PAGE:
True Believer Wrote: "The postings I have read on this sight are just as bad. How about some GOOD news for a change? There are plenty of believers who are out there preaching the Good news of Christ and changing lives."
Hi TB, yes, we're so overwhelmed with all of the bad, that it's sometimes easy to forget that there's also plenty of good, and positive things to point out and discuss. The mainstream media reports on plenty of good news, but the problem is that it's all good news, as they see it, like the wild success and turnout of the pride parades, Trump being caught in a lie, a Christian baker losing a lawsuit, or whatever. The bad news of a world waxing worse and worse, is rampant, and getting darker and darker, for sure, but we were warned that these things must come first, so I don't tune out, I look up as His coming draws ever closer, and the end of days approaches.
Anyway, I do agree that a mix of some more uplifting and positive news coming out of a darkening world would be a good thing to offset the bad. There's a whole lot of bad, but so much good that gets trumped by the blood, gore, and crimes of mankind.
@Gay Allen- Being a woman is a difficult trade, since it consists primarily of dealing with men.
Ouch!ūüėä Well, we can be reckless, and stubborn at times, that's for sure, and the woman comes with her own set of challenges for the man, but we can sure compliment each other when it's God who draws the two together.
"...And if denying 'gender identity' really did cause suicide, why are suicide rates of young people, especially girls, dramatically increasing, at this time when they are finally able to be their ‚Äėauthentic selves‚Äô?"
Woe, woe, and woe, to the parents, guardians, and those who are suppose to protect and guide the young ones, yet have confused, used, and abused them, in order to promote their own diabolical agendas.
Children as young as 3yrs old are seeking gender reassignment??? They aren't confused and seeking out reassignment...their wicked, delusional parents are. How utterly disgusting, and yet, it isn't child abuse or endangerment, it's tolerance, understanding, and allowing a child to decide, and be who they feel they are. Problem is that it's the adults convincing them that their gender just may have been a mistake. Sickening.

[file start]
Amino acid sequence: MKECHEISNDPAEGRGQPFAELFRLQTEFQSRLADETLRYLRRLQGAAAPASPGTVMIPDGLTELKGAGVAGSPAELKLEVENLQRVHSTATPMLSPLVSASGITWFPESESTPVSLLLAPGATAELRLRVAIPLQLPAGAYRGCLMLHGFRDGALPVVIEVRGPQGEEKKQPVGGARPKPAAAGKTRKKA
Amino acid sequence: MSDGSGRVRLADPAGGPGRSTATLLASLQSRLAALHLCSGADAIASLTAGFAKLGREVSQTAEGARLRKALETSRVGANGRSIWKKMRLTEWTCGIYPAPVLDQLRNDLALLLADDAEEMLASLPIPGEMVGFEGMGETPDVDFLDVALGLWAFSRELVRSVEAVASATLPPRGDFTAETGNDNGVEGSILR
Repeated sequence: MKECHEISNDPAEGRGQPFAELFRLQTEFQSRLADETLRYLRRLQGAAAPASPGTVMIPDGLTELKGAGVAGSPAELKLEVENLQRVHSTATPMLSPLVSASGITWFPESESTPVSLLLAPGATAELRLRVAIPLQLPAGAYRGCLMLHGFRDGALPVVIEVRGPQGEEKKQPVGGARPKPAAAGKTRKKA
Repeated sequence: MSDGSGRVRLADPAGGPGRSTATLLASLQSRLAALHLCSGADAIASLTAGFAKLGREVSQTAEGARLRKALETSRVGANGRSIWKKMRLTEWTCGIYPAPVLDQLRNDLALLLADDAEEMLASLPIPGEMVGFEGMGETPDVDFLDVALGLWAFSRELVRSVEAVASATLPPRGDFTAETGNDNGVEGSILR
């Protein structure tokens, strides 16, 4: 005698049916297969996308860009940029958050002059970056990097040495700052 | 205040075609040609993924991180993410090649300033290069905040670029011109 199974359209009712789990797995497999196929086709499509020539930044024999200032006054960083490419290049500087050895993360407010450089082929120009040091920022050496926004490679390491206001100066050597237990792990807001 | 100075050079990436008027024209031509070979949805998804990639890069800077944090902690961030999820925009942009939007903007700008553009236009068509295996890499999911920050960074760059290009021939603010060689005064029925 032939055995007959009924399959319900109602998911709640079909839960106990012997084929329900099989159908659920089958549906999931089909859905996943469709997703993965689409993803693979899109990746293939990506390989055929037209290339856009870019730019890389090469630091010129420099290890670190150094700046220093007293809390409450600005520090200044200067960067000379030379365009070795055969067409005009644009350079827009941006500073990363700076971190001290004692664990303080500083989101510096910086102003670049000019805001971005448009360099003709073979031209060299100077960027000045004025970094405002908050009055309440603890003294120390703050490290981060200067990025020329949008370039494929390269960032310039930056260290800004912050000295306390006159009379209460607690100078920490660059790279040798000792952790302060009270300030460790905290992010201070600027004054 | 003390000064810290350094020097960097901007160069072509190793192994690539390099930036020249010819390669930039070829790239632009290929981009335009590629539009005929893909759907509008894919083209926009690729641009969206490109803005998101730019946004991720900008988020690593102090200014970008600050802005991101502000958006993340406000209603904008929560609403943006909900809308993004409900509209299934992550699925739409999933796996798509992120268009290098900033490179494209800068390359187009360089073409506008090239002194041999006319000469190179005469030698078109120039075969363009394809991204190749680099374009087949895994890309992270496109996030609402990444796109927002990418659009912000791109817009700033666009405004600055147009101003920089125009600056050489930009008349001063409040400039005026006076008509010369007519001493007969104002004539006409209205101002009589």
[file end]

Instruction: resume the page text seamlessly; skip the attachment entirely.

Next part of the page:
Then, there are the pronouns...the non-binary nonsense, where the kids claim to be neither male, female, or even, both, depending on how they're feeling at the moment, and their teachers are ordered to refer to them, using their pronouns of choice, even if they flip every five minutes. Unreal and unnerving that the kids are being used to further the sodomite/LGBTQ agendas.
DT wrote: 8 So then they that are in the flesh ***cannot*** please God.
Thanks again, Darren. I read through Romans 7 this morning. Whether it's this topic, or any other, it's always interesting to see how everyone arrives at their particular view. When I said, "Sure is amazing...", it was because the same exact Bible is used to arrive at those differing views.
Thanks Darren...I just read through the passages, and Romans. In order to process it, what do you think about Cornelius being looked at as a type of Old Testament Saint at the time, in order for any deed to be considered righteous? I was thinking that he, like the Old Testament Saints, had faith in the future forgiveness that the prophesied one to come would make possible through His death, and though he believed, he just wasn't aware that Jesus was the one who would come, until Peter got to him with the good news(?)
Like the Saints of Old, he had faith in the one who would come, and because of that, was basically already saved, so his deeds could be considered righteous by God(?)
Or, his faith in the one to come had already been credited to him, but Peter's good news sort of sealed the deal?
To John's benefit, he said his mind is open on it now. Not sure if it was when this first came up or not.
"Here's the question for you, Christopher: "Before the new covenant finally took off, how was a Gentile (who was a sinner like all other men upon earth) made right with God?
Or, if you prefer, "how could an OT man get to heaven?" [If you wish, you could use Abram as an example.]"
John, this will be quick, and basic, but I think the answer is ultimately, Christ's death. Animal sacrifice was substitutionary, and covered sin temporarily, but had to be done over and over, until Christ's work on the cross was finished, but what about New Testament saints having to believe in Christ to be Heavenbound, when the Old Testament saints lived before His time? I think that's what you were asking. I'd say that Christ was still the answer...their faith in the forgiveness, and the sacrifice of the Christ who was yet to come; the prophesied one. They were sort of saved on credit...not sure if that's a great way to put it or not.
Maybe Cornelius could have been being considered along the lines of an Old Testament saint, I guess, in order for anything he did to be considered righteous(???) No, he didn't yet believe, in ignorance, but God already knew he would, once Peter brought the good news(???)
I can't see how a lost Cornelius could do anything acceptable.
Thanks Darren. Putting everything together is making more sense of things to me. So important to study, study, study, whether it's this here, or any other passages/portions of scripture. How many false doctrines/views, have been born from single, out of context verses, and it's some of these very verses that set many apart, and the Charismatics are a fine example of what can go wrong when proper context is disregarded and dismissed, but many fall prey.
Anyway, I'll be thinking about all of this.
John, I'll have to get back to you on your question...my time has about run out for right now.